Let us recall that this year, the gallery offers young and talented artists from around Ukraine a chance to show their work. Director of the Triptych ART Tetiana Savchenko noted that her goal was to show the current trends of Ukrainian painting art to Kyivites. Famous art critic Roman Yatsiv believes that Petro Smetana is “constant in his deeply-held creative objectives and stable enough to not veer into some lighter and more eclectic creative ways. What about him today? He is a professional artist with an amazing ability to organize an image conveying extremely strong emotional information from a minimal base.”
Smetana was born in Sambir. He graduated from the National Forestry University in Lviv. Since 2012, the artist has been a member of the National Union of Artists of Ukraine. He is also a participant of the Gaude Polonia 2016 scholarship program, which is intended for young artists and translators of Polish literature from the countries of Central and Eastern Europe. The artist has a good command of the Polish language, and his exhibitions were successfully held in Warsaw and Krakow. Smetana’s creative portfolio includes participation in more than a dozen personal projects in Ukraine. He named his latest cycle “The Soot.” This is the second time that the artist displays his work in our capital.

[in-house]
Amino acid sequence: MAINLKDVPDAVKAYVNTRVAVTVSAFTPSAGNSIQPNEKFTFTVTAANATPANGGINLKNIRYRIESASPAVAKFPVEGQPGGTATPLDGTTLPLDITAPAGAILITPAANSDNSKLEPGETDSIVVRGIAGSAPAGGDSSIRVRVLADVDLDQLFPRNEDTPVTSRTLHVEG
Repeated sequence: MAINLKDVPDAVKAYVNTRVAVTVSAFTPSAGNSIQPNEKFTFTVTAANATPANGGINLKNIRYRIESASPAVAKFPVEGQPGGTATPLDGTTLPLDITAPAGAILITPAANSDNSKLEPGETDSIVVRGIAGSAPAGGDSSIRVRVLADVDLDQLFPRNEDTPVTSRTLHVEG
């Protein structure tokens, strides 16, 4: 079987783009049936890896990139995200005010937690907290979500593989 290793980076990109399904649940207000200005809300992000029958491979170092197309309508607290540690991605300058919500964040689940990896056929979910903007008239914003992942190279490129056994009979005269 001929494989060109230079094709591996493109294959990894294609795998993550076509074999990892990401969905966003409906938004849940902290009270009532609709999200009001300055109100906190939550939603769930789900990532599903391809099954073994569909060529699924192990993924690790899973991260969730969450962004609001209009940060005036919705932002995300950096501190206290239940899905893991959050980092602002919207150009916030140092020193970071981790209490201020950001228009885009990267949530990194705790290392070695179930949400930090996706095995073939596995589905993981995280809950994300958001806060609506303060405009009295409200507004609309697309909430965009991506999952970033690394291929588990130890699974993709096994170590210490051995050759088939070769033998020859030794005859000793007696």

“I explore the landscape as it changes under the influence of humans, but I portray only the consequences of their activities,” the artist admitted. “I transform into an art work the process of industrial objects penetrating into urban space.”
Smetana’s paintings depict sad landscapes of the city and focus on pollution of the environment. The works are dominated by the so-called “dirty” colors: brown, black, gray. For the most part, the artist paints small dark houses and high, thin funnels, with smoke billowing from them. Even if some trees are found there, they are gray and totally lack green leaves. The painter noted that “the predominance of gloomy tones is related to the mood of the urban environment.” Smetana used varnishes, paints, and special powder to create his works.